“Facebook’s conduct constitutes monopolization (or attempted monopolization, ed.) of the market for social networking website services…”
This shouldn’t come as a surprise to anyone who has been tracking the recent moves by Facebook to control and exploit user data and addition of Twitter and FriendFeed-like features. It wants to be your one and only social destination where you can tweet, blog, share, and heck, even search for content. Regardless of whether you think Facebook + FriendFeed news is all hype or if you’re truly concerned about the future of FriendFeed – one dangerous trend that’s undeniable in this saga, is this move towards consolidation in the social media space.
For those who argue that it’s all about survival of the fittest, this acquisition is anything but that. Acquisitions of strong startups like FriendFeed stack the odds in favor of the weakest species that no one wants to buy and yet, they continue to exist, even if for no other reason, than to fill the void left by the strongest of the pack. One can hope that a strong startup is replaced by another stronger alternative, but if that startup too gets acquired before reaching critical mass, where does that leave the users?
I think it’s fantastic that talent is recognized and well-deserving entrepreneurs get their turn at the big pay-off. But there’s a real danger that if these acquisition sprees continue unchecked, it will dramatically reduce the choices for users, who are the real losers in this deal. When strong startups are bought out, all that the users are left with are mediocre me-too sites that don’t add any value or goliaths that have too much control over their online data.
The debate around FriendFeed acquisition is much more than just rooting for the underdog and all that fluff. What many are glossing over is the underlying truth, which is – by taking over FriendFeed, Facebook has just about eliminated the only real competition that the uber-site has today in the social networking space.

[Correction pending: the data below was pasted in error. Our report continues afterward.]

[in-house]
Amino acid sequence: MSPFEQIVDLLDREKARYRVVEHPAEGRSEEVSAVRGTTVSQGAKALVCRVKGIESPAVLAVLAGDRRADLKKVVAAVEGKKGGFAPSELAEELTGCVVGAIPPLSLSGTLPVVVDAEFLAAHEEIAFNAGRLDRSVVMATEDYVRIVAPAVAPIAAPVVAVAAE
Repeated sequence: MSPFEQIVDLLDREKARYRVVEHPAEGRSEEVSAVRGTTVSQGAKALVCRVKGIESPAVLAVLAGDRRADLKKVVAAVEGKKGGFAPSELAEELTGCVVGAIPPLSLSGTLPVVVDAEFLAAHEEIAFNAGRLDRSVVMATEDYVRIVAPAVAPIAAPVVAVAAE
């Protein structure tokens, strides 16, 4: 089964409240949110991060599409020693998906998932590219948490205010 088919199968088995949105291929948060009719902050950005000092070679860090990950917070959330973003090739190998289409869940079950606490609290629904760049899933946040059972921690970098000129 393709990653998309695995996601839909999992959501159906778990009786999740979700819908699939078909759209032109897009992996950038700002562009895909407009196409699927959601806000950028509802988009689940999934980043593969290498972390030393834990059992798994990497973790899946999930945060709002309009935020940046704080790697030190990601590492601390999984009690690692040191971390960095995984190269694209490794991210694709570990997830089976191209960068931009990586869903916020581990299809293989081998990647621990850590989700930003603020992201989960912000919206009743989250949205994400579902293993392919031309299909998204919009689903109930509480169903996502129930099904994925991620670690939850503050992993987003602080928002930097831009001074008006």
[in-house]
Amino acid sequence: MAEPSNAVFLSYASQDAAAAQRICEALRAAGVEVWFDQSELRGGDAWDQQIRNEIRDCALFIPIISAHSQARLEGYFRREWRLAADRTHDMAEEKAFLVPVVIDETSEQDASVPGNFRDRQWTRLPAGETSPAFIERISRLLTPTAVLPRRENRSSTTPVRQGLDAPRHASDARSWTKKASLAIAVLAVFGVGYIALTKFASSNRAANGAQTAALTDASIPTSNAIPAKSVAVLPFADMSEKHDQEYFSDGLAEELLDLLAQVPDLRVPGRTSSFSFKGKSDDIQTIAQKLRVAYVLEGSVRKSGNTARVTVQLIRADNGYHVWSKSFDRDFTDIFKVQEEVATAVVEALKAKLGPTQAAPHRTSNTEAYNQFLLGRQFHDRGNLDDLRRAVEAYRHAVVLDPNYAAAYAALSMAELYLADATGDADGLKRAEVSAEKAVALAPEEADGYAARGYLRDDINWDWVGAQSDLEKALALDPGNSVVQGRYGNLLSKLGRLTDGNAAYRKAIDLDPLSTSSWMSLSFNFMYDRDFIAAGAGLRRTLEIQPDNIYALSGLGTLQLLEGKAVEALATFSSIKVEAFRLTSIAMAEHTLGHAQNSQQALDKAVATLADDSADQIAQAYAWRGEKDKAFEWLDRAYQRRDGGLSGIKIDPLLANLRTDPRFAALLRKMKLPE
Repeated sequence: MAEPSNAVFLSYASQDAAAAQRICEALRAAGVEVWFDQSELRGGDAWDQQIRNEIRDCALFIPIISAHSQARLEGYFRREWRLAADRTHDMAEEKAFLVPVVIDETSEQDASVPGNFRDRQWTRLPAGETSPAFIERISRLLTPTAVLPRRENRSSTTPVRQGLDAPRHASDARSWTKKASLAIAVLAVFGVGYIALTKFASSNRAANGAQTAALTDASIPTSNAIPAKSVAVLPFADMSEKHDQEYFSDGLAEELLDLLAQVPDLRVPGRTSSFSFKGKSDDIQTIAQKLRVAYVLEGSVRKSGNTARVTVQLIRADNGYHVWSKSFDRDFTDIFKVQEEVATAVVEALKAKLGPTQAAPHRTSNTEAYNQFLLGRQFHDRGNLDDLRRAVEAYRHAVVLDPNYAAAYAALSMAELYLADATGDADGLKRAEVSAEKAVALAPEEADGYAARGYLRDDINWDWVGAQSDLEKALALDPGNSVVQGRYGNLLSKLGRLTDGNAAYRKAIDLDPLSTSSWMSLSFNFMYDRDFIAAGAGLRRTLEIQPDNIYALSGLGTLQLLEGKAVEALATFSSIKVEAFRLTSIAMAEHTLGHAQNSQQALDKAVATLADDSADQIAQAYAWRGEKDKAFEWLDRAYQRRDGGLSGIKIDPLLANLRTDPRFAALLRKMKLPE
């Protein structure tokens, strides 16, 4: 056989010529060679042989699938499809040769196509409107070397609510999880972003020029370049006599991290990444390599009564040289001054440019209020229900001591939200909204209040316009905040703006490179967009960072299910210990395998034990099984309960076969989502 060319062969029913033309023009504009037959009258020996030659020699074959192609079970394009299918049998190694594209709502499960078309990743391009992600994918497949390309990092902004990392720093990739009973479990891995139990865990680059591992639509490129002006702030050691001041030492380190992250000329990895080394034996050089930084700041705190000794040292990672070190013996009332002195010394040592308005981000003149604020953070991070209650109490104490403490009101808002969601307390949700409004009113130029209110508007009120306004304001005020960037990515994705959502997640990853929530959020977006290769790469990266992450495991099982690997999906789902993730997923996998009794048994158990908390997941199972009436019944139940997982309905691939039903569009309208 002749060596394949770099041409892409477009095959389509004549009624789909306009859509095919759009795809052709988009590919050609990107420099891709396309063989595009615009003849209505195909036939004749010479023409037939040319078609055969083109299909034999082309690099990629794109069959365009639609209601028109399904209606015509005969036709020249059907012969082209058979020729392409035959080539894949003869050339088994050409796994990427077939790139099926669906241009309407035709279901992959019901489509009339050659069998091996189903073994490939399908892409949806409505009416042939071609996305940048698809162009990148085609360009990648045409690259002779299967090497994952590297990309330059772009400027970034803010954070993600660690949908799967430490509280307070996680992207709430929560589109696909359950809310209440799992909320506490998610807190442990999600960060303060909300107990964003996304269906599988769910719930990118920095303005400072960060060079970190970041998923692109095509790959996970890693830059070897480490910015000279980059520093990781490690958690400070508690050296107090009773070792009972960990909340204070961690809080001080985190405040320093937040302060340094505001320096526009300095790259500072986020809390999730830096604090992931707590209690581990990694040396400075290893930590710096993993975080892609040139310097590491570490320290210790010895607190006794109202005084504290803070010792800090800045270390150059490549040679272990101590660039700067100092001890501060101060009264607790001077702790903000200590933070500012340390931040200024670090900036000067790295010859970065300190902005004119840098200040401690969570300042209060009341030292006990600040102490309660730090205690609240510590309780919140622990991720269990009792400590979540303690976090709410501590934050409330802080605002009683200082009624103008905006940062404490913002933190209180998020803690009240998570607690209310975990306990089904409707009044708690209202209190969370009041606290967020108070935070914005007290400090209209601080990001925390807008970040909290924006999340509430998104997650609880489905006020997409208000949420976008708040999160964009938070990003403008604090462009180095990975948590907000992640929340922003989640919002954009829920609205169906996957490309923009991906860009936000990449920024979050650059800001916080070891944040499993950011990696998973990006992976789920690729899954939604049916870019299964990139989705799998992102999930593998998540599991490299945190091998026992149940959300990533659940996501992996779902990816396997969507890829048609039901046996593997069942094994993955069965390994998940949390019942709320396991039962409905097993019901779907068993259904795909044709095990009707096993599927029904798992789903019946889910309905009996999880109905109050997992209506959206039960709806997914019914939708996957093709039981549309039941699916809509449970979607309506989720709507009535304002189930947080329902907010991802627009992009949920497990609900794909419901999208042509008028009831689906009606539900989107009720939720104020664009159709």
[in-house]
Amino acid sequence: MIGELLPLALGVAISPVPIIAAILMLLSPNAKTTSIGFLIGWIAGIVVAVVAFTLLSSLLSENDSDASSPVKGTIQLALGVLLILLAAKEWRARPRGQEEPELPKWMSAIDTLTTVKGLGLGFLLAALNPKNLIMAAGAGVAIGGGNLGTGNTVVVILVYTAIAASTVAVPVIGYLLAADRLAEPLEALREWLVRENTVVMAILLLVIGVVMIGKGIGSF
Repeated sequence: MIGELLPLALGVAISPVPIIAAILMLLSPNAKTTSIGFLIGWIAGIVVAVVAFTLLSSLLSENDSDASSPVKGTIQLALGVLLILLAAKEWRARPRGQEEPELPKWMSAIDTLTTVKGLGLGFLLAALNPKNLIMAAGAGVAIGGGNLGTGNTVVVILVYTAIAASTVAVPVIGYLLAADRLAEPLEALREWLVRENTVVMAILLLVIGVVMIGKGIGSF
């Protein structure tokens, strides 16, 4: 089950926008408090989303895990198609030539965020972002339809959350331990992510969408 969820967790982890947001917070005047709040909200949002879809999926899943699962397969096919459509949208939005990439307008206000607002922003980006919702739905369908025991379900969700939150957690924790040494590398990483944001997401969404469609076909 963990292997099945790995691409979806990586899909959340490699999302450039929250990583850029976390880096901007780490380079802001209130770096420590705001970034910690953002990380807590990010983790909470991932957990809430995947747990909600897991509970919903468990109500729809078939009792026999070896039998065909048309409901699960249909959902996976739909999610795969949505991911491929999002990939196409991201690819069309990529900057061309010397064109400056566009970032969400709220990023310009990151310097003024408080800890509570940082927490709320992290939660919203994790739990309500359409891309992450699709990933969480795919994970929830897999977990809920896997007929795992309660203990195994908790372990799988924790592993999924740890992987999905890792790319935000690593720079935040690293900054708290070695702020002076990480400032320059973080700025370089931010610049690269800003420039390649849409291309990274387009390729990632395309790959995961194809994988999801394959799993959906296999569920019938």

FriendFeed is much more than just a social network. It offers social conten aggregation, social media client, micro-blogging, real-time threaded conversations, and much more, all rolled up into one. Despite the steep learning curve, it trumps other social networks (including Facebook) in richness of features and robustness of the system.
In a short amount of time, it’s gone from a social aggregator on steroids to a feature-rich platform that even the popular sites are copying. By buying FriendFeed at this critical stage in its lifecycle, Facebook no longer has to worry if this site will take off and threaten its dominance in the near future.
Wouldn’t be least bit surprising if FriendFeed is shut down within a year, if not sooner, after Facebook’s ripped off every possible feature and integrated it into the mother-ship.
And why wouldn’t Facebook keep this wonderful community alive, you ask? Oh yeah…I am sure Facebook would love to retain that passionate and vocal base of users who love FriendFeed precisely because it’s NOT Facebook.
Facebook is hardly the only one who’s been accused of vying for world domination. Google and Microsoft both have had their share of bad PR for trying to monopolize the marketplace. And even if Facebook shut down FriendFeed tomorrow, what’s the big deal? It’s just about million users, a mere drop in the ocean compared to Facebook and Twitter.
As a user, do you really care if there’s just one uber-social network? Should you care? I am sure many of us just love the idea of having just one search engine or just one “great” operating system or how about just one “perfect” flavor of icecream?! Who needs so many choices, anyway?! Really…